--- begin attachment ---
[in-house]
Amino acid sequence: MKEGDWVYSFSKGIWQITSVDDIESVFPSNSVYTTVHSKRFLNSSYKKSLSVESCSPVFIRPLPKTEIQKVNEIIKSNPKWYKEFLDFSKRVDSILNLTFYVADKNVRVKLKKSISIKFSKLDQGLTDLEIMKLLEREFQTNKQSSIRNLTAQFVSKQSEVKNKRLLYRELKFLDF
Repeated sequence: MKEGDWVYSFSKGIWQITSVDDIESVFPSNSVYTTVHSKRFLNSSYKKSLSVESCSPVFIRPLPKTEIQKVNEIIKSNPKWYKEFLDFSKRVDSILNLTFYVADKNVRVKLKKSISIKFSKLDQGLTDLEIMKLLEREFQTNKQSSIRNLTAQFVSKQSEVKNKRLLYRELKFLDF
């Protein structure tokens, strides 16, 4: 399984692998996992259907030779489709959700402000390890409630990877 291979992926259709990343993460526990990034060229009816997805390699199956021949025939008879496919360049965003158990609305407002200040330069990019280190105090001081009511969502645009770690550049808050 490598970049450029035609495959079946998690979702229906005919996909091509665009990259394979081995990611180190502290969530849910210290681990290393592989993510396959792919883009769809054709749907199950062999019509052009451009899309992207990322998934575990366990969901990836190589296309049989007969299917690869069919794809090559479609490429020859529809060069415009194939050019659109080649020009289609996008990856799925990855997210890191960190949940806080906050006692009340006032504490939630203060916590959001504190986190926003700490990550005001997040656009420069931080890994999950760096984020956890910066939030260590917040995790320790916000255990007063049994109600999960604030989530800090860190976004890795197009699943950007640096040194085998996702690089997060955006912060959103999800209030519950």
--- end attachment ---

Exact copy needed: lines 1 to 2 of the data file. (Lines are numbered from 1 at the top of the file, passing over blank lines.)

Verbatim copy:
[in-house]
Amino acid sequence: MKEGDWVYSFSKGIWQITSVDDIESVFPSNSVYTTVHSKRFLNSSYKKSLSVESCSPVFIRPLPKTEIQKVNEIIKSNPKWYKEFLDFSKRVDSILNLTFYVADKNVRVKLKKSISIKFSKLDQGLTDLEIMKLLEREFQTNKQSSIRNLTAQFVSKQSEVKNKRLLYRELKFLDF